10 Years Later: A Review of S1 of 'Breaking Bad'
How does it hold up after all these years?
The first time I watched Breaking Bad was back when it was still on air. I was younger then, perhaps a little more sensitive and less jaded than I am now. Six years after the series finale I have finally finished the first season of Breaking Bad and I’ve immortalized my thoughts for the internet.
I still struggled to watch it. While every moment is important for setting up who Walter is and who his family is, it’s still uncomfortable and moves into even worse territory with his cancer diagnosis. Walter is a high school chemistry teacher who moonlights as a gas station/car wash attendant on the side to make ends meet for his pregnant wife, Skylar and his disabled son, Walter Jr.
If Walter isn’t being emasculated or belittled by his students, boss, or immediate family, his DEA brother in law, Hank and kleptomaniac, temperamental sister in law Marie will gladly pick up the slack. The toxic masculinity is important to mention as the show goes on.
You can see where some of my discomfort comes from simply with the set of characters that we’re given.
Walter’s cancer diagnosis comes in the first episode and it’s not only a burden on his finances, but it is also the proverbial straw that broke the camel’s back. Yet another thing to emasculate him. So he creates a fragile alliance with former student turned drug dealer, Jesse Pinkman.
That emasculation is what makes Walter turn to cooking meth. The cancer, his past mistakes, the money, he can’t handle any of it, and cooking meth gives him a power trip that he’s never had before in his life. From the very beginning it’s clear that Walter isn’t in this only for the money, but for the power trip that it’s giving him. And that already has led to problems with other big players in the drug trade, as he seems to have gotten in over his head.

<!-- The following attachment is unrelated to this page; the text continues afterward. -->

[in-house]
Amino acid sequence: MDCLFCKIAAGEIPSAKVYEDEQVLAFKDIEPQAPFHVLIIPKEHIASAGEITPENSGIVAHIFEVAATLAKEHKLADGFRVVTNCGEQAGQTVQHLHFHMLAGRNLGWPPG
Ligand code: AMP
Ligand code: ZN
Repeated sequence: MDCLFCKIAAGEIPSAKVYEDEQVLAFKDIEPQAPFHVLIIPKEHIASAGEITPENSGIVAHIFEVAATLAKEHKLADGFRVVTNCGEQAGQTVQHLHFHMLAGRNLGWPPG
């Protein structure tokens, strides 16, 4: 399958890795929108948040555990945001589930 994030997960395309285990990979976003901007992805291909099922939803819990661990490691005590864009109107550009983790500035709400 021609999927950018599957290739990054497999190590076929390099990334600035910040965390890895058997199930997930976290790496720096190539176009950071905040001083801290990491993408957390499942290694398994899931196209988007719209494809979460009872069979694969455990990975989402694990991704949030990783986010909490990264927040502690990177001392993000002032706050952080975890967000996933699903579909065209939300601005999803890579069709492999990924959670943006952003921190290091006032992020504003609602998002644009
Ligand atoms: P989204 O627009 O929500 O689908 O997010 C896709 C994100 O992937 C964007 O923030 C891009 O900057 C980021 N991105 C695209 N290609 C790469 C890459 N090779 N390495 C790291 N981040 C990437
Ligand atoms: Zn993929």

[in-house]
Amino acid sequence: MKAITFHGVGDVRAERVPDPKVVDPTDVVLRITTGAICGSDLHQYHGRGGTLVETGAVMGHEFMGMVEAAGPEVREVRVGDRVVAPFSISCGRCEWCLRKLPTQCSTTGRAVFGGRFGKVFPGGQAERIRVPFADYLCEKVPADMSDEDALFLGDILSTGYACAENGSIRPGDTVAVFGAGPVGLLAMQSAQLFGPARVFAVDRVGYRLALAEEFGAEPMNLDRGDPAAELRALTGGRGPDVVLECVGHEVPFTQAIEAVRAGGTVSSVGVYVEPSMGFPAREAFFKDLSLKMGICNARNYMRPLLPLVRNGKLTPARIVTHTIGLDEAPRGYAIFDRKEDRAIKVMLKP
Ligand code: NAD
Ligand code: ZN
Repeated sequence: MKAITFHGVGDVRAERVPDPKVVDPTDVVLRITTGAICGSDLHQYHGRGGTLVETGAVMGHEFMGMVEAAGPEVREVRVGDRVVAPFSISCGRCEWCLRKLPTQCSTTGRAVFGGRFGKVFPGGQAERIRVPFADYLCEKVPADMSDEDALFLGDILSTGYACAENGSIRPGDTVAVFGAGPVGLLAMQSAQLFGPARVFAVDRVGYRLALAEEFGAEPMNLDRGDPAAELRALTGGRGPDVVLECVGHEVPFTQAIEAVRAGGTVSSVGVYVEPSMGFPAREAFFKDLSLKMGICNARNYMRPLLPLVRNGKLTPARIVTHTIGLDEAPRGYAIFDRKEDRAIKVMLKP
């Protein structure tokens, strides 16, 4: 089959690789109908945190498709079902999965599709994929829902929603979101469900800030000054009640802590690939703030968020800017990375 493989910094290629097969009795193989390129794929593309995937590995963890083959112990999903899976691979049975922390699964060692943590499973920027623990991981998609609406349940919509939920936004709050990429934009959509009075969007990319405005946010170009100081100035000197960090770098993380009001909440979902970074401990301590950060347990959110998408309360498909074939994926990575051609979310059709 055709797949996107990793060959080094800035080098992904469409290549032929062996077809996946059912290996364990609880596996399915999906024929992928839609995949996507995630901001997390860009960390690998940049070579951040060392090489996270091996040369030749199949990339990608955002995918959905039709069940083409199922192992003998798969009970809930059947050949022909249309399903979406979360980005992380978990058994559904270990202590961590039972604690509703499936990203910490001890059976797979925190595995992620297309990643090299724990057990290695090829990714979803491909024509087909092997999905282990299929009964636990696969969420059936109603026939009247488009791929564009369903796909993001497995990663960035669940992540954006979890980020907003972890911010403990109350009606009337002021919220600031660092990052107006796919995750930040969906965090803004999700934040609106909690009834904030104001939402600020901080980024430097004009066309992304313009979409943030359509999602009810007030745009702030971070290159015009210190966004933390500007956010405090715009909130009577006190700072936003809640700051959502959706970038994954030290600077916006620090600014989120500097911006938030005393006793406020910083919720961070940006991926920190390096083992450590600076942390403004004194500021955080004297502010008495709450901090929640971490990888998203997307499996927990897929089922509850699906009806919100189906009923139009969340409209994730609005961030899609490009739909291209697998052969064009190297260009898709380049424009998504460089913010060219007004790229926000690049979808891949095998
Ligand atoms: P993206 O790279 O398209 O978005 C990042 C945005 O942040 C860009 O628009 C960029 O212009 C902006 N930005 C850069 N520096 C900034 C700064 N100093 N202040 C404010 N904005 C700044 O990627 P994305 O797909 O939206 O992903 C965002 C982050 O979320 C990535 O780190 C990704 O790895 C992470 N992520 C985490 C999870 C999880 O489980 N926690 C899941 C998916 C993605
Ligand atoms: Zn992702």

In my opinion, the show’s weakest moments are when Walter’s cancer is on full display and it is at its strongest when Walter must struggle with his own toxic masculinity, morality, and the consequences of his choices. Jesse and Walter have better on screen chemistry than most CW TV show couples, watching them argue over who has to dispose of a body and who needs to kill the remaining man is a sick, twisted, thrill ride.
One of my favorite scenes in the first season is when Walter discovers the missing plate shard, which results in his first cold blooded murder. It’s horrific to watch, Walter doesn’t want to do it, the audience does not want to him to do it and his victim certainly doesn’t want him to do it. Just like that entire scene, this show is a train wreck that you can’t look away from. Even if you want to.
While it’s clear by the end of the season that Walter White is not a “good” man (but what is good?) but he certainly isn’t prepared to deal with people like Tucco, who literally leaves both Walt and the audience with their jaws on the floor in the season finale. I imagine that most viewers had that same exact facial expression when they saw the episode for the first time.
I still struggle to watch this show. It requires so much emotional energy to even watch, but the character dynamics, tension building and questions of morality make it clear why this show is viewed as a classic a little over a decade later. It certainly holds its own against other similar shows that were produced at the time. 10/10